Wednesday, August 10
Of heat, humidity and chopped trees
One is certain that previous Aprils and Junes were not as harsh as this year’s, and it is equally true that the coming months, and years will be harsher on us as well since the administration of the metropolis has been reckless to nature in far worse manner in its effort to make the provincial capital wear modern look of foreign cities.
Now what we, especially those sans ‘powers to run generators’, are going through is muggy and humid weather with a lot of trouble, but it appears to be a perfect case of negligence when both the nature and rulers are unkind to their people.
Multiple reasons can be attributed to this stuffy weather, but most important of these is our, as a society, and of our continual rulers – state functionaries – and governments of all shades, callous attitude towards nature, and it seems that we all as collective beings of this country are bent upon destroying everything around us. In this regard, major responsibility lies with the government, but one see that it does not turn even its ears to huge cries made by the public for taking serious notice of massive chopping of trees in various district, which was adding to desertification and land degradation besides depriving people of their source of livelihood.
The latest example in this context is of Sahiwal-Pakpattan Road, where I have travelled since my school days, when air-conditioned car used to be a rare luxury. The shady trees offered a vista, which appeared as if we were driving a jungle on a metalled road. But recently-announced dual-carriageway between two cities have provided an opportunity to the government functionaries allow chopping of trees for ‘paltry’ sum, which would not certainly run a provincial minister’s vehicle and kitchen for the whole year. Nevertheless, the loss is the biggest in terms of losing old trees, which had started giving sense of belonging to the respective residents, and acted as milestones to commuters, and way-wanders.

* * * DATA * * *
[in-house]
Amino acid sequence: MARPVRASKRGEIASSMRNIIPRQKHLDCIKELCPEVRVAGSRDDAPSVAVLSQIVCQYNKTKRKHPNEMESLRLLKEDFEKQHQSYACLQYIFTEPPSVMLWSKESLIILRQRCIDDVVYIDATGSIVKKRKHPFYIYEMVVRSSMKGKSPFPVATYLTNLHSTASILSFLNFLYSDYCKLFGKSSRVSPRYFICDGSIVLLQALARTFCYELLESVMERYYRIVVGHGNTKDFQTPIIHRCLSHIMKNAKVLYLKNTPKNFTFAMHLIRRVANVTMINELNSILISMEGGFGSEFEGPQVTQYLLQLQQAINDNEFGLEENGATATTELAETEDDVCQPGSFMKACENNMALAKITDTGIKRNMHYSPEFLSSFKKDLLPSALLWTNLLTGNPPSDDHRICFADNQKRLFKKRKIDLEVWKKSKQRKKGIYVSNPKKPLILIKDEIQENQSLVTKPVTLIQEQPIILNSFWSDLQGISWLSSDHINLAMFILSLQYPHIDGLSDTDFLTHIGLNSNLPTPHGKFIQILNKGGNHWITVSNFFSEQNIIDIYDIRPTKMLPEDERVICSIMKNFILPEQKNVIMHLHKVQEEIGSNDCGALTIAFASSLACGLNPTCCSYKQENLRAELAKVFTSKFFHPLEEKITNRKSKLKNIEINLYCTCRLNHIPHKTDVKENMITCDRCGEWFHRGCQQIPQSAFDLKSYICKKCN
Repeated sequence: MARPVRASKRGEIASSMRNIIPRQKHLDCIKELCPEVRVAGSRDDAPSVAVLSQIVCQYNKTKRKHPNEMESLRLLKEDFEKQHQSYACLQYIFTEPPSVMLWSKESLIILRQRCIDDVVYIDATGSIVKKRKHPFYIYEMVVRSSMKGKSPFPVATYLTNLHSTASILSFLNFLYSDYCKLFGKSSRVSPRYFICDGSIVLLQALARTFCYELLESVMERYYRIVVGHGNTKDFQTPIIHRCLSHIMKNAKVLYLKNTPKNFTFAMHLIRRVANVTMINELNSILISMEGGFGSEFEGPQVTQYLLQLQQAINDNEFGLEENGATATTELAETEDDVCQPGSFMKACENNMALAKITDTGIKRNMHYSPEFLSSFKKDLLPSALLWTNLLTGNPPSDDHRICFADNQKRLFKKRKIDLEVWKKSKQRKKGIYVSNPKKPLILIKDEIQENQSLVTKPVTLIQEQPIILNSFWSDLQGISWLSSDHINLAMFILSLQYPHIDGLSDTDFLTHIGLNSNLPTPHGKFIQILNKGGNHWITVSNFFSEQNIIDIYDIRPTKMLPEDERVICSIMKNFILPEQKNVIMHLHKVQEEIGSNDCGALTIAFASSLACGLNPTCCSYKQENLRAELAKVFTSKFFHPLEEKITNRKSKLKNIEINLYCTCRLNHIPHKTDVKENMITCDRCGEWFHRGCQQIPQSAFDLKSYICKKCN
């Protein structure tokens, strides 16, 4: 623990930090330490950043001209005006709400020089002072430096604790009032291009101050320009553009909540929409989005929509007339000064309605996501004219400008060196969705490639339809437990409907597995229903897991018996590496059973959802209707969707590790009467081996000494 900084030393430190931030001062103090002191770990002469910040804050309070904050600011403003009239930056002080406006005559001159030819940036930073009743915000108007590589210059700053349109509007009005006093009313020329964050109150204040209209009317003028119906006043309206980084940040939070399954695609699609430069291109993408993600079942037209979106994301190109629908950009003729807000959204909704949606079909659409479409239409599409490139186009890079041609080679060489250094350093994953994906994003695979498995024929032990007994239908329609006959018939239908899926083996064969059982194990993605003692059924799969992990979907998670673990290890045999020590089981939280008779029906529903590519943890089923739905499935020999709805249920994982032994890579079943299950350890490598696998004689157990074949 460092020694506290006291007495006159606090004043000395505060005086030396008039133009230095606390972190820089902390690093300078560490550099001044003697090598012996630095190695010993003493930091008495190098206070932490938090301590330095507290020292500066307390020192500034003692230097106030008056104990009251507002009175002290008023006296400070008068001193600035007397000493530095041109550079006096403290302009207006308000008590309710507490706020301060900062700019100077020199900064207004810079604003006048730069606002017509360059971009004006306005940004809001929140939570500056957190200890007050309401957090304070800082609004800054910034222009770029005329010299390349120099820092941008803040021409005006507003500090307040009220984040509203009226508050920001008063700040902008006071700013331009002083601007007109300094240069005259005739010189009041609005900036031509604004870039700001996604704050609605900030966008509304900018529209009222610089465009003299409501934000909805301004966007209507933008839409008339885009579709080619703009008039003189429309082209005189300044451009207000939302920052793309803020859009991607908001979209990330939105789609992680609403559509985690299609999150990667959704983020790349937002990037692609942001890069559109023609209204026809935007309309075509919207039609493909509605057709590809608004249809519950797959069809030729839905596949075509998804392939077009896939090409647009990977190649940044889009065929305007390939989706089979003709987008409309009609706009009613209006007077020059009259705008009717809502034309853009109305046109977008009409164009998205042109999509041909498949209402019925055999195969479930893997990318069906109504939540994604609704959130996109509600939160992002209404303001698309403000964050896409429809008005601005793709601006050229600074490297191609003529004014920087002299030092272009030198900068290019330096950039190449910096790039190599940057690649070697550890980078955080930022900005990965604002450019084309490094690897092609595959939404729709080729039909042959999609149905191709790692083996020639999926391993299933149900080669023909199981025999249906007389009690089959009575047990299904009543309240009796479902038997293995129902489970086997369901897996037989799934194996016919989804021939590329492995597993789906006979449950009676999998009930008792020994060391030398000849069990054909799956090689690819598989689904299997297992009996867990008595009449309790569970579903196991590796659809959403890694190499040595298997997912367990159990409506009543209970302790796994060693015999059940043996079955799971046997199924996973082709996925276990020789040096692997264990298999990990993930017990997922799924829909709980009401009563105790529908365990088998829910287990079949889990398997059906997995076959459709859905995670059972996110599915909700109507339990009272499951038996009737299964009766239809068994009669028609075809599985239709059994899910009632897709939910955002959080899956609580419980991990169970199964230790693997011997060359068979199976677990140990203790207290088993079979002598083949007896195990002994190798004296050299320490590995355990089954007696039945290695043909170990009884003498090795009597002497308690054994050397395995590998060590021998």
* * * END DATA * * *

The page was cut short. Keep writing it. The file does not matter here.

At this point, I also think of the-Sufis-on-the-path, who tread this Road on foot while on pilgrimage to Pakpattan where resides the great Sufi Hazrat Baba Fareed Ganj-e-Shakar (RA). Certainly, they would lose the right to rest under shady trees, and reference to the one of the oldest and historical roads of the area.
However, ruthless and unabated cutting of valuable trees on such a large scale for the last few decades by influential mafia had dealt a deadly blow to the eco system besides putting livelihood of the people and their livestock at stake. The henchmen of influential mafia are still destroying thousands of trees.
This unbridled and ill-planned development for the easing out traffic is not limited to only this area, since one can see it being carried out across the province, and the country too.
The thumb rule for cutting trees is that one must plant 100 trees when one tree is cut, but it has been never done even by the government, which is bent upon developing roads at the cost of environment. There has been unprecedented chopping of trees on the Lahore Ring Road, Ravi, Bund Road and underpasses on the Canal. Now one does not feel pleasant change in temperature when he is on this road. No body has checked the mushroom growth of colonies, which have been constructed and development on fertile lands. Virtually, there is no planning, and instead of going vertical for housing, the trend is to go horizontal. That is why, a residence encompassing an area of 1700 acres is the standard for a politician of a national stature.
Have Forest and Irrigation departments, City District Government, and the Punjab government been working well? Will the PHA remain busy in protocols or airport vicinity?
The request is: The Sharaey-e-Quaid-e-Azam and the Canal also need widening. Get rid of old trees of the Thandi Sarrak, and import more ornamental plants. Please!
Jane Austen rightly touched the pulse by saying, “What dreadful hot weather we have! It keeps me in a continual state of inelegance.” For sure, quite a large number of people go ‘inelegant’ in this weather.
Lastly, Mark Twain made me feel differently, when I read his quote, ‘Everybody talks about the weather, but nobody does anything about it.’
The question is: Will we start working for keeping the nature friendly at least, if not like a beloved?